- Experience the moment, Enhance your focus and empathy
Can you stay present and really be with people? This is an opportunity to practice mindfulness and enjoy the moments. One sure way for you to feel connected to others and them to you is to be an outstanding listener.
Before you meet with family or friends, take 5 minutes to set your course on how you want to be with them. Short visualizations of being that way with them can help you prepare.
Another strategy that will help to go from hijack to happiness is to accept the situation and people as they are. We all make snap judgments and often attribute intent to someone’s behavior. Did someone react poorly to a nice gift you gave them, or did your in-laws make a terrible remark about your political views?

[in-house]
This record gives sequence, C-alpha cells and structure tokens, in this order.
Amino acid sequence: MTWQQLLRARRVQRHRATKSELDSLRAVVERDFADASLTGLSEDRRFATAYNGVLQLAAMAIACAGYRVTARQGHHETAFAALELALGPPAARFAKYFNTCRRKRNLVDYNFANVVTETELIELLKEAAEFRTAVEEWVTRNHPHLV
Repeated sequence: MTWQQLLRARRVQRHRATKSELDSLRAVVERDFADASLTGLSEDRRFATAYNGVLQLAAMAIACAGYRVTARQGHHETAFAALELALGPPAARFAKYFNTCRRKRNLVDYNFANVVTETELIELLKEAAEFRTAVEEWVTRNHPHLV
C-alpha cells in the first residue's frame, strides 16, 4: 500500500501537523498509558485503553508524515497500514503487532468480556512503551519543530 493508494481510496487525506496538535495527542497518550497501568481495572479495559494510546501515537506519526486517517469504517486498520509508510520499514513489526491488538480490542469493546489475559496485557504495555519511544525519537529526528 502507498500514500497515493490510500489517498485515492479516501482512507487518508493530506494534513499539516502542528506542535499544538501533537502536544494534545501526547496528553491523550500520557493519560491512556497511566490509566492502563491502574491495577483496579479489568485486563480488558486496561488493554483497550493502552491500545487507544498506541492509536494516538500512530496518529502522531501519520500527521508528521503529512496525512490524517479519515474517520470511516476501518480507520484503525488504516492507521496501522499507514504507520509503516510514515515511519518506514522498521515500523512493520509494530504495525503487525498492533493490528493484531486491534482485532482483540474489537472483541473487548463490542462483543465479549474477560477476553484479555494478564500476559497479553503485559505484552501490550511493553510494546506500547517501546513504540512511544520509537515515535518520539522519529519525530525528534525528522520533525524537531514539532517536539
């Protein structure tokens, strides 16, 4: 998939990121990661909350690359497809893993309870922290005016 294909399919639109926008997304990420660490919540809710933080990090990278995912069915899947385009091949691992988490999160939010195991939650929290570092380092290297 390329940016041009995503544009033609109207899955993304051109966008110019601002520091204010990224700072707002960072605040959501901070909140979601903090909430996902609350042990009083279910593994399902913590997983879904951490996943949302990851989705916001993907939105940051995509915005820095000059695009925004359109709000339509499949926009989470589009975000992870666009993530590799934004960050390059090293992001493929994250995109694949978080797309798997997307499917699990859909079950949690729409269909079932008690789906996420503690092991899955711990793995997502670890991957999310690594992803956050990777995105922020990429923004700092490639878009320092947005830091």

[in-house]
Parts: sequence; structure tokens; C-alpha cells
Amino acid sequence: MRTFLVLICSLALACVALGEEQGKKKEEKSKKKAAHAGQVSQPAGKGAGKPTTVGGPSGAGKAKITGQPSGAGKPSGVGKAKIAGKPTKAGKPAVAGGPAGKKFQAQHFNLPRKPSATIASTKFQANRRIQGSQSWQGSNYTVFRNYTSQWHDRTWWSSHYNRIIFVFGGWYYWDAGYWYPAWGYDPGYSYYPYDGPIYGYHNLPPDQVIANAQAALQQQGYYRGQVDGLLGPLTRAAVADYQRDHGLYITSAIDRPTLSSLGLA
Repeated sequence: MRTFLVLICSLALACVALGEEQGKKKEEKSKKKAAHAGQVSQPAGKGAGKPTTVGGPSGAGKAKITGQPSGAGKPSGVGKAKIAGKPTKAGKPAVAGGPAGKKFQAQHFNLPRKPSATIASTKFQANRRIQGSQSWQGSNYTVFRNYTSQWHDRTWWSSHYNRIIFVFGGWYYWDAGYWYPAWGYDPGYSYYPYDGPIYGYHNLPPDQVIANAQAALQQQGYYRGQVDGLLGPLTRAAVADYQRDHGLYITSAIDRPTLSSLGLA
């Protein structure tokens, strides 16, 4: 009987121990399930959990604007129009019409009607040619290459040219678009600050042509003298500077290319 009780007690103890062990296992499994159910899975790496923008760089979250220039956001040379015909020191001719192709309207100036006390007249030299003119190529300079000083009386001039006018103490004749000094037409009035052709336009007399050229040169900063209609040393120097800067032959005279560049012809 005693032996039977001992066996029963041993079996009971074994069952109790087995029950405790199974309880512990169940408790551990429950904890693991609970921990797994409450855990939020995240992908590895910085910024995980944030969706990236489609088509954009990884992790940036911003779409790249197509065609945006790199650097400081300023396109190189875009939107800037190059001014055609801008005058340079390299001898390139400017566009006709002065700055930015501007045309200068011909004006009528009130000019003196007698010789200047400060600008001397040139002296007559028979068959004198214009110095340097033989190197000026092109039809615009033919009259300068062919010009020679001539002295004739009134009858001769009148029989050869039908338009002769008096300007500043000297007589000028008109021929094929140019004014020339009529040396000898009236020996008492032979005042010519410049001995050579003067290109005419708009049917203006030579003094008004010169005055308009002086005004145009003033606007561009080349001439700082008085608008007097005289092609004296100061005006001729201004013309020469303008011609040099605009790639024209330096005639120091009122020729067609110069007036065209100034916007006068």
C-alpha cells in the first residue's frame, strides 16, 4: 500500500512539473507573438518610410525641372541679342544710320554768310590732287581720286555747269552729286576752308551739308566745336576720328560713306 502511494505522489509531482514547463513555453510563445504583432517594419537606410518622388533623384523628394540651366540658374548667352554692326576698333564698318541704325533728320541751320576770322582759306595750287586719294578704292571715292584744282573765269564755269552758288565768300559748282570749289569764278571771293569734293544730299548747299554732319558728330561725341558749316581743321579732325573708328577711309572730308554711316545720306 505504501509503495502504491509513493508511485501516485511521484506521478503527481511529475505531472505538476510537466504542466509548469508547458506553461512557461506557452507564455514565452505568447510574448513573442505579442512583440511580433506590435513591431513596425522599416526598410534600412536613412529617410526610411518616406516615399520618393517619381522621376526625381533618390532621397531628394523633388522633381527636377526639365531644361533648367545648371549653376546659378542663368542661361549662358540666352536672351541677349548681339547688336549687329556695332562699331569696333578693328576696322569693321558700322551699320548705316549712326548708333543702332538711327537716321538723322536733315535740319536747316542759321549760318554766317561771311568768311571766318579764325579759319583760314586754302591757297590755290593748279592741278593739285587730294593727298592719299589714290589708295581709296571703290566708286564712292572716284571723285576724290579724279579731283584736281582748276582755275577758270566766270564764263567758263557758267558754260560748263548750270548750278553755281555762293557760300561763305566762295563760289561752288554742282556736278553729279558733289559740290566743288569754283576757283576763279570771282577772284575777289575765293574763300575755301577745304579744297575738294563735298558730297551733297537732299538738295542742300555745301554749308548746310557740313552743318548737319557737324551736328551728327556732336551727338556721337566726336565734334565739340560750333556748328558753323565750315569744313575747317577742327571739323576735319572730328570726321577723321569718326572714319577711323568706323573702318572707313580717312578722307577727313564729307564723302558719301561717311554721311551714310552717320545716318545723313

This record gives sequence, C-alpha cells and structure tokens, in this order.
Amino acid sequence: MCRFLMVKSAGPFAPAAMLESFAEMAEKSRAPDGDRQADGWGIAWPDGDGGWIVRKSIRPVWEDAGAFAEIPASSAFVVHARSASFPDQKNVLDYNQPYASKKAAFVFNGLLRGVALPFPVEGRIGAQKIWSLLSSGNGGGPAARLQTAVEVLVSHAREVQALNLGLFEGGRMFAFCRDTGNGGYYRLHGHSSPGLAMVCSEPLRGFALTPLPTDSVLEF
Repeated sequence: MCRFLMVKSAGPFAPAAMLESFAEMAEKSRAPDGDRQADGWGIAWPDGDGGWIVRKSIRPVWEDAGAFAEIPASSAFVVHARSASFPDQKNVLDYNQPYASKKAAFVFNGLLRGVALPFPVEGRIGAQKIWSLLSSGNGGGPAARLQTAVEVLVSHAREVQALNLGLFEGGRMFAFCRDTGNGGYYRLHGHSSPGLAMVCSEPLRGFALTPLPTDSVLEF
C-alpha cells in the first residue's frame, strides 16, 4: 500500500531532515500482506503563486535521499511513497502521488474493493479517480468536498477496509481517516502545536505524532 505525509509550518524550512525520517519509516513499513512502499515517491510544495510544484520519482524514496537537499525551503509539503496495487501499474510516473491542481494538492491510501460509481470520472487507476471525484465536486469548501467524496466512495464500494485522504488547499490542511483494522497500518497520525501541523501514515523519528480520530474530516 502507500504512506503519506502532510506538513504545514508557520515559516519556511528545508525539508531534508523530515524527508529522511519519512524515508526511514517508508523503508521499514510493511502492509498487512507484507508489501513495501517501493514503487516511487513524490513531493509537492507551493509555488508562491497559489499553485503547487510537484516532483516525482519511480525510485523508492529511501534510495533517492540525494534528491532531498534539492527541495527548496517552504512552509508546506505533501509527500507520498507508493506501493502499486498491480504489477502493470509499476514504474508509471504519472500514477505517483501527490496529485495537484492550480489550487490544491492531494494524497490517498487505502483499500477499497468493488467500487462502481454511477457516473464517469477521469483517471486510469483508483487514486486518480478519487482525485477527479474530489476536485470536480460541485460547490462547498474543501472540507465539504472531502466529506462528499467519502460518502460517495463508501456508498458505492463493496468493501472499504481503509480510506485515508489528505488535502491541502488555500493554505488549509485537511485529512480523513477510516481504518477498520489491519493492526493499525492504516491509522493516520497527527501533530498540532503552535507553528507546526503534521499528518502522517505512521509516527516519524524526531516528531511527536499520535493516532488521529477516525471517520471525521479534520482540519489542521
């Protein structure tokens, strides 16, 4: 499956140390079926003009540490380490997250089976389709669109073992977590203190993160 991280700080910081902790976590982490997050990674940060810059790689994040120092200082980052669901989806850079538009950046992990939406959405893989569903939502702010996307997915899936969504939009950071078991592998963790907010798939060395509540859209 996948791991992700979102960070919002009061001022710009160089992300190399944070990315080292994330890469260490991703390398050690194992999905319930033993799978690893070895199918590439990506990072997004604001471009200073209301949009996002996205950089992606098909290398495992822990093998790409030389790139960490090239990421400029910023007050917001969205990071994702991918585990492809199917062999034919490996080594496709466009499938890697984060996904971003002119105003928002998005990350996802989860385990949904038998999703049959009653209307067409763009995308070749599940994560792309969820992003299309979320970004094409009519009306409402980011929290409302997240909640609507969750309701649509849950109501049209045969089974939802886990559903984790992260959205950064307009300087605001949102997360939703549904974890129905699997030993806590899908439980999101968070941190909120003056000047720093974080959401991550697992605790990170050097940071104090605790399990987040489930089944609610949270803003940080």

Can you suspend your first judgment and come up 2-3 other interpretations of the situation or the person. Each one will usually be more constructive and accurate. The more you suspend your judgments the better you will feel.
Questions like the one below can help you refocus and let go:
- Am I 100% sure that was their intention?
- Could I be wrong with this interpretation?
- What else could be going on for them?
- How do I let my reaction go until I get more information?
- What can I say to inquire more without sounding defensive?
Accept, move forward, and let go; the goal is to accept and move forward or redirect your thoughts and feeling versus staying automatic and looking for evidence that conforms to your judgments or poor assumptions.
Another holiday action to happiness includes truly thinking ahead of time of the compassion and love you have for each of your family members and others.
When we stay automatic it is easy to focus on what is wrong versus what is right. Part of your realistic expectations above is to share what you love, admire and are impressed with for your special people.
Dr. Relly Nadler is a leading thinker on emotional intelligence.